More on the Transition Tax…

In January, John Richardson and I recorded a conversation about the “Transition” tax that was part of US tax reform. John’s post introducing the videos is here: U.S. Tax Reform and the “nonresident” corporation owner: Does the Sec. 965 transition tax apply?

The transition tax is the provision in the tax reform bill that concerned us so much when it was introduced that we posted a Call to Action! In short, when applied to an Australian-resident US taxpayer, the transition tax asserts the right of the US to reach inside an Australian corporation and tax previously earned active business income just because a majority of the company is owned by “US Shareholders”. This is a major departure from prior law, and calendar-year taxpayers were given not much more than a week from the date the law was signed to the end of the tax year in which this new tax would be applied – certainly not enough time to understand the new law, let alone plan to avoid the inherent double taxation. Furthermore, in all of the hearings on the bill, not one Representative or Senator mentioned anything about the applicability of this provision to corporations owned by tax-residents of other countries, for whom the idea of “repatriating” profits to the U.S. is not only absurd, but also a drain on the economy of the country they call home.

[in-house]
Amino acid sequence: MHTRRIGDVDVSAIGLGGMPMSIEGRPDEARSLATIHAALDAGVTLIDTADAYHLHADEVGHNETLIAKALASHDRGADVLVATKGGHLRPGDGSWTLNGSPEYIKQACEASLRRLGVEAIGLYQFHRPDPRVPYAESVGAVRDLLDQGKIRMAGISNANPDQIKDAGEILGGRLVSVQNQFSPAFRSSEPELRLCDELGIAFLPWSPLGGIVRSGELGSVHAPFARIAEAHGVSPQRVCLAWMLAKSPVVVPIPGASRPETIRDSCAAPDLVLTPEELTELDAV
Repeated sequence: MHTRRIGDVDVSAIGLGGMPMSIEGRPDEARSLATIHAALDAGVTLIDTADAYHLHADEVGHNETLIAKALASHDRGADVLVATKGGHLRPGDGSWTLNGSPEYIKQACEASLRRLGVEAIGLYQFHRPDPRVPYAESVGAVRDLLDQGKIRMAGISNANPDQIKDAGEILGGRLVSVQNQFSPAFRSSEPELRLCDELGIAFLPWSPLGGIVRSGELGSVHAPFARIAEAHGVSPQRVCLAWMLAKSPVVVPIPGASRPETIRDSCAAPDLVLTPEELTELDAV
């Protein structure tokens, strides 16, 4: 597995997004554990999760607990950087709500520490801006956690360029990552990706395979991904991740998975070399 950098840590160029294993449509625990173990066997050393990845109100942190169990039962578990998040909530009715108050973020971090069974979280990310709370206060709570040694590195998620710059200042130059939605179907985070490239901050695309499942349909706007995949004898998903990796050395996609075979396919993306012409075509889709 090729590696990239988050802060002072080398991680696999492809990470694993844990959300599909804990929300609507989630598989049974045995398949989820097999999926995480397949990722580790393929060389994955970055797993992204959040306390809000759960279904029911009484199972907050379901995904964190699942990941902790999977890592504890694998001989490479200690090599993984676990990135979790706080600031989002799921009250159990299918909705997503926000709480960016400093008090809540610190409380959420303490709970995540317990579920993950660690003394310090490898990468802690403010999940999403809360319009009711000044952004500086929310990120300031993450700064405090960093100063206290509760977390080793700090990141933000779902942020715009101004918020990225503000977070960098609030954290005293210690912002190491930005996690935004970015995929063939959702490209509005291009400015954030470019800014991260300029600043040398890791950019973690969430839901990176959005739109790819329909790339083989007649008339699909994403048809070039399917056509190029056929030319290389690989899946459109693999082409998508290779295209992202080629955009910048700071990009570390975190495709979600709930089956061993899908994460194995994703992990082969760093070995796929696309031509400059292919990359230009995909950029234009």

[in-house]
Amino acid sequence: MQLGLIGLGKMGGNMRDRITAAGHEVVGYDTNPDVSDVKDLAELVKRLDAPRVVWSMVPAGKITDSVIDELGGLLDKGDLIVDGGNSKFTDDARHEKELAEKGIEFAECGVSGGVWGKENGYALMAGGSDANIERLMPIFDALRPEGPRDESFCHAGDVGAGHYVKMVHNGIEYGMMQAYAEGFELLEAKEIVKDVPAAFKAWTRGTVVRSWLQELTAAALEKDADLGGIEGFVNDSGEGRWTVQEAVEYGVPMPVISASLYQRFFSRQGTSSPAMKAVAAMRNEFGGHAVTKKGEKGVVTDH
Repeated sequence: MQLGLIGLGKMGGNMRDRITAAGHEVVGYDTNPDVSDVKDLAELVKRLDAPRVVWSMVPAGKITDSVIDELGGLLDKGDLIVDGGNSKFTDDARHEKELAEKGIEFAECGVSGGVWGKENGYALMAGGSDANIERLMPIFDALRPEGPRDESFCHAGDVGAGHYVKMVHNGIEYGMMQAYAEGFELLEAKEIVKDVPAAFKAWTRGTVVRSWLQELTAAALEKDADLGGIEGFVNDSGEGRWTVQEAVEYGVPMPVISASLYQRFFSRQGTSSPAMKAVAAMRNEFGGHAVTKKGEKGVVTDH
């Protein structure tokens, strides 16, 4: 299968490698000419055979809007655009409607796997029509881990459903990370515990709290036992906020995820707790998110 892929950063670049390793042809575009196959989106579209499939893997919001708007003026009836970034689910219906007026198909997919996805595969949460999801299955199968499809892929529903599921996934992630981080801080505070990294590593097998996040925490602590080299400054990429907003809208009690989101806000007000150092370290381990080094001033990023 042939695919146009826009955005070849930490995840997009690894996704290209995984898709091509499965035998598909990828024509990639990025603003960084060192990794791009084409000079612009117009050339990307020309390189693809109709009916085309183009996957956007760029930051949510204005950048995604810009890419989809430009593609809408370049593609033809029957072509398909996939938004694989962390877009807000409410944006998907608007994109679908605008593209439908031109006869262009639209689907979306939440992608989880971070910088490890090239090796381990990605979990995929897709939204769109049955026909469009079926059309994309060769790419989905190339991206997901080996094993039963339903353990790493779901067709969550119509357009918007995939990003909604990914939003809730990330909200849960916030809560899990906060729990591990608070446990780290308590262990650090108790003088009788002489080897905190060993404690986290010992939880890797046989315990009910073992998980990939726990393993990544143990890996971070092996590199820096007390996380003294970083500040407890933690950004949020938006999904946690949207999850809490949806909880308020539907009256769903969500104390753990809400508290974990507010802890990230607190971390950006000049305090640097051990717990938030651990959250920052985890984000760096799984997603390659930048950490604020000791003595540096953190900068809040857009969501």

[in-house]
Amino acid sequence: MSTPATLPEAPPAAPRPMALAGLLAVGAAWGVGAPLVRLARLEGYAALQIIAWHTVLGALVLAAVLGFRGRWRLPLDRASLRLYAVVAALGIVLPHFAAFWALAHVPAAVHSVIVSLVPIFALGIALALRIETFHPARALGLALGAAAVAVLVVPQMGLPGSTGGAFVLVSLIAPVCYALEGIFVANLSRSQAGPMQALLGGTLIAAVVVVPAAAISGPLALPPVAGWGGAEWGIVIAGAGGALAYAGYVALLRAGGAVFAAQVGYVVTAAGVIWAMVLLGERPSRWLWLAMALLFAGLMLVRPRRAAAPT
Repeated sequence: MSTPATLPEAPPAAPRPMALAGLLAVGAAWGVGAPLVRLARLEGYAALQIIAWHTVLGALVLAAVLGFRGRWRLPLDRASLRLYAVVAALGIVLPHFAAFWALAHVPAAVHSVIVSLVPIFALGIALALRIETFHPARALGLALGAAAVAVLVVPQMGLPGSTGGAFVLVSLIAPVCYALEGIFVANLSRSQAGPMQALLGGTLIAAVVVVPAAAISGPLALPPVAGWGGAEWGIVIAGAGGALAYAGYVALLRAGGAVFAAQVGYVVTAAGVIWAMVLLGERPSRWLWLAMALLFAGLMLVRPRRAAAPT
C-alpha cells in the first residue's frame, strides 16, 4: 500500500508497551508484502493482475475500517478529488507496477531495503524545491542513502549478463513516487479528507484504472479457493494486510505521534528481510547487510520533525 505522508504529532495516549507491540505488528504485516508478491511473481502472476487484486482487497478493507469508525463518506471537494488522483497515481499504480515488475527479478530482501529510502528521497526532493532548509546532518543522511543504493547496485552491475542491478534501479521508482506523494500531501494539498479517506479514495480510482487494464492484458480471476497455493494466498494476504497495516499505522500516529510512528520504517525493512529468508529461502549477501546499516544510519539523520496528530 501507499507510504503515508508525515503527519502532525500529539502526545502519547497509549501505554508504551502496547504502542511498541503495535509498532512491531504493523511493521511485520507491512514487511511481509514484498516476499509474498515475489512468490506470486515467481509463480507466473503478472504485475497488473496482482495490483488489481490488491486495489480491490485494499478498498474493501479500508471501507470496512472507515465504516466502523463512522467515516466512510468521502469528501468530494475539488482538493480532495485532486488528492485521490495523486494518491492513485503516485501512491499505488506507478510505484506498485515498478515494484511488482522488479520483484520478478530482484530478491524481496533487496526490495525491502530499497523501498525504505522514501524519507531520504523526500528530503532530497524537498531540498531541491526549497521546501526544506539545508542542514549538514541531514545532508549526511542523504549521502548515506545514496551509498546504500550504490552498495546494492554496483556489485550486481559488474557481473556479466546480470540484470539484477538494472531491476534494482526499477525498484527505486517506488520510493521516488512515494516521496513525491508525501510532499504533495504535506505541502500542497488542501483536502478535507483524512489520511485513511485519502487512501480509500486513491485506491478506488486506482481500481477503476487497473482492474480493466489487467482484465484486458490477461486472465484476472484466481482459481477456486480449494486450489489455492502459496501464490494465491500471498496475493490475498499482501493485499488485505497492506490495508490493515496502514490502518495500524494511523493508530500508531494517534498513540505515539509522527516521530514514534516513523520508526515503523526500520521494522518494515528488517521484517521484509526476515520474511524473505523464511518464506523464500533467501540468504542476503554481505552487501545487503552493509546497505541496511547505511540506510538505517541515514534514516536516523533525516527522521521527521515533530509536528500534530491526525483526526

3 thoughts on “More on the Transition Tax…”

  1. Dear Karen…Accolades and many thanks for achieving pg. 16 coverage in today’s Sun-Herald newspaper (Fairfax media, Sydney) about the tax situation for Americans who don’t live in the US. My husband and I attended yesterday’s Moodys Gartner seminar and I note that Alex Marino was quoted in the article too. You highlighted the taxation of Australian superannuation income streams by the US and, implicitly, the Australian government’s failure to negotiate an end to this; indeed the AU/US tax treaty needs to be renegotiated. As for FATCA, the no. of AU-held accounts and the total balance reported suggests the data is the archetypal ‘garbage in, garbage out’ – an avg. balance of $213,000+.

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